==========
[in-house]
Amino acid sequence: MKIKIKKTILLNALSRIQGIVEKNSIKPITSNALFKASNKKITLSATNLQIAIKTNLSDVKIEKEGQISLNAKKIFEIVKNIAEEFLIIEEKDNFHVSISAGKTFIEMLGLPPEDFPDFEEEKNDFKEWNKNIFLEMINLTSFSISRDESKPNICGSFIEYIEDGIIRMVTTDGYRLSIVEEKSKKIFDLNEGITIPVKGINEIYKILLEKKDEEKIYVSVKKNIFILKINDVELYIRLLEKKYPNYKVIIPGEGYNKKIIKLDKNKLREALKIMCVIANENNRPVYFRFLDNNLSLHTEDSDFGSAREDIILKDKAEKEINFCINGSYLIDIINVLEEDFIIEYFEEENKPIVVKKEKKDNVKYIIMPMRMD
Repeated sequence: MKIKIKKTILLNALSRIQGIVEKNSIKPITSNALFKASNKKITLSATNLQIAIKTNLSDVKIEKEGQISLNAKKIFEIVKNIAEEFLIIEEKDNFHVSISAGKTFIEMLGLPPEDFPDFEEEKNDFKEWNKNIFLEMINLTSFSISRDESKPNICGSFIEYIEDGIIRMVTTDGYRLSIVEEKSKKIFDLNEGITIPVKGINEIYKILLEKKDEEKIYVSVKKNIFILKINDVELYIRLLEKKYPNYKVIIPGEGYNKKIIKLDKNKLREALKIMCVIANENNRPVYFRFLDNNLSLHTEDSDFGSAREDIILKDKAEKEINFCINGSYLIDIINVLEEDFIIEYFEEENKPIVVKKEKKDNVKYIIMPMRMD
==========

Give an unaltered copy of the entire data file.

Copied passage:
[in-house]
Amino acid sequence: MKIKIKKTILLNALSRIQGIVEKNSIKPITSNALFKASNKKITLSATNLQIAIKTNLSDVKIEKEGQISLNAKKIFEIVKNIAEEFLIIEEKDNFHVSISAGKTFIEMLGLPPEDFPDFEEEKNDFKEWNKNIFLEMINLTSFSISRDESKPNICGSFIEYIEDGIIRMVTTDGYRLSIVEEKSKKIFDLNEGITIPVKGINEIYKILLEKKDEEKIYVSVKKNIFILKINDVELYIRLLEKKYPNYKVIIPGEGYNKKIIKLDKNKLREALKIMCVIANENNRPVYFRFLDNNLSLHTEDSDFGSAREDIILKDKAEKEINFCINGSYLIDIINVLEEDFIIEYFEEENKPIVVKKEKKDNVKYIIMPMRMD
Repeated sequence: MKIKIKKTILLNALSRIQGIVEKNSIKPITSNALFKASNKKITLSATNLQIAIKTNLSDVKIEKEGQISLNAKKIFEIVKNIAEEFLIIEEKDNFHVSISAGKTFIEMLGLPPEDFPDFEEEKNDFKEWNKNIFLEMINLTSFSISRDESKPNICGSFIEYIEDGIIRMVTTDGYRLSIVEEKSKKIFDLNEGITIPVKGINEIYKILLEKKDEEKIYVSVKKNIFILKINDVELYIRLLEKKYPNYKVIIPGEGYNKKIIKLDKNKLREALKIMCVIANENNRPVYFRFLDNNLSLHTEDSDFGSAREDIILKDKAEKEINFCINGSYLIDIINVLEEDFIIEYFEEENKPIVVKKEKKDNVKYIIMPMRMD